Enforcement of intellectual property rights
If the intellectual property system is to make its intended beneficial contribution to economic and social welfare, it is vital that the tools be available to ensure that IP rights are respected in an effective, timely and accessible manner, alongside the legitimate interests of others concerned. The Agreement on Trade-related Aspects of Intellectual Property Rights (TRIPS) broke new ground in multilateral law by setting out general principles for the enforcement of IP rights. It requires WTO members to make available effective, balanced and fair procedures that provide for necessary remedies while guarding against their misuse and the creation of obstacles to legitimate trade.
Concerns about adequate enforcement of IP rights in the multilateral trading system predate the entry into force of the TRIPS Agreement upon the establishment of the WTO. The Paris and Berne Conventions provide for some enforcement measures, including on infringing imports. A proposal on trade in counterfeit goods was developed in the General Agreement on Tariffs and Trade (GATT) in 1978 as part of the Tokyo Round of trade negotiations but no agreement was reached at that time. Subsequent work led to the inclusion of the Uruguay Round negotiating mandate on IP rights, which included the development of disciplines dealing with international trade in counterfeit goods: this mandate led to conclusion of the TRIPS Agreement.
The TRIPS Agreement is the only international agreement that includes a comprehensive section regarding the enforcement of IP rights. Provisions in the Agreement make it mandatory for WTO members to establish rules for obtaining evidence, for provisional court orders, for injunctions, damages and other remedies, and for measures at the border and criminal sanctions.
Understanding enforcement obligations
The basic objectives and principles of the TRIPS Agreement apply equally to the enforcement of IP rights. WTO members must grant non-discriminatory treatment to the nationals of all WTO members, and cannot favour their own nationals. Individual members can choose to go beyond the specific standards required by TRIPS, provided they remain consistent with the Agreement (for instance, by remaining non-discriminatory); they are also free to determine the appropriate method of implementing the Agreement's enforcement obligations within their own legal system and practice. The Agreement's provisions on IP enforcement are subject to the WTO dispute settlement system.
The general obligations are a set of principles for fairness, transparency, due process and balance that apply to all civil and administrative enforcement procedures for IP rights covered by the TRIPS Agreement. The objective is for members' laws to permit the right holder to take effective action against any infringement of IP rights. In doing so, the basic principles of due process are to be observed, namely the application of fair and equitable procedures, the making available of the decisions on the merits of a case to the parties to ensure transparency, and the opportunity for review by a judicial authority of final decisions.
Enforcement procedures must be applied in a manner so as to avoid the creation of barriers to legitimate trade. Members are also required to provide comprehensive safeguards against the abuse of the procedures, such as the indemnification of the defendant or holder of the goods or the provision of a security or equivalent assurance by the right holder when provisional measures or border measures are applied. Members are, however, not obliged to establish specialist IP courts. Nor are they required to redistribute resources between the enforcement of IP rights and law enforcement in general.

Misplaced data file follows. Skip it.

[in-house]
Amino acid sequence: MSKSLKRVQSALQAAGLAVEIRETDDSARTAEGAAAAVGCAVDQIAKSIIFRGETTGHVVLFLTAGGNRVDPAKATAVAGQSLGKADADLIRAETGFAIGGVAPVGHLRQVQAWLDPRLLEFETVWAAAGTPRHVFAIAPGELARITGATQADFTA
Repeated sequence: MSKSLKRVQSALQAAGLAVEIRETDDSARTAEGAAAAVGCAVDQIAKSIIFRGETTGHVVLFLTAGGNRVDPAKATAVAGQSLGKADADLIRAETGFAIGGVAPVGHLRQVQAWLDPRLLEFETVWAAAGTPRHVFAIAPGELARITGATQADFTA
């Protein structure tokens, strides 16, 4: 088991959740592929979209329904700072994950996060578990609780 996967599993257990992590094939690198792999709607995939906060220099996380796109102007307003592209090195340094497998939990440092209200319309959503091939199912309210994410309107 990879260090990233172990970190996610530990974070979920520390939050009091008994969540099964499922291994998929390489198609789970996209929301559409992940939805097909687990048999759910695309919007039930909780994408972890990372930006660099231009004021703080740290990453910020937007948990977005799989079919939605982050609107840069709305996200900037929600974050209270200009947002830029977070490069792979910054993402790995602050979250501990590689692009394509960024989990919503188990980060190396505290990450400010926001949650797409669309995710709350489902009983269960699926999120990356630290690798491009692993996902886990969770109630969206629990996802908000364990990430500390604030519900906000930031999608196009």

Civil and administrative procedures and remedies
The TRIPS Agreement provides that a right holder must be able to initiate fair and equitable civil judicial procedures against an infringer of IP rights covered under the Agreement. It also contains disciplines on evidence, the right of information and indemnification of the defendant. Judicial authorities must be able to award three types of remedies: injunctions to order a party to stop its infringing action, damages to compensate for the injury caused by the infringement, as well as other remedies, such as the removal of infringing goods from channels of commerce or their destruction, subject to certain conditions.
Some national legal systems deal with certain IP enforcement cases through administrative procedures, rather than court proceedings. If so, the TRIPS Agreement requires the same principles to be applicable to them to the extent that civil remedies can be ordered as a result of administrative procedures on the merits of a case.
WTO members are required to provide prompt and effective provisional enforcement in two situations: to prevent an infringement of IP rights from occurring, in particular to prevent goods from entering the distribution channels, including infringing goods on importation immediately after customs clearance; and to preserve relevant evidence concerning an alleged infringement. Provisional measures have to be available without prior hearing of the alleged infringer, where appropriate – for instance, where a delay would likely cause irreparable harm, or evidence may be destroyed.
The requirements in the TRIPS Agreement on border measures enable holders of IP rights to obtain the cooperation of customs administrations to intercept infringing goods at the border and to prevent the release of these goods into circulation. The requirements are mandatory only where imports of counterfeit trademark or pirated copyright goods are concerned. Some WTO members apply border measures to goods that infringe other IP rights and to infringing goods destined for export, but this is only optional under TRIPS.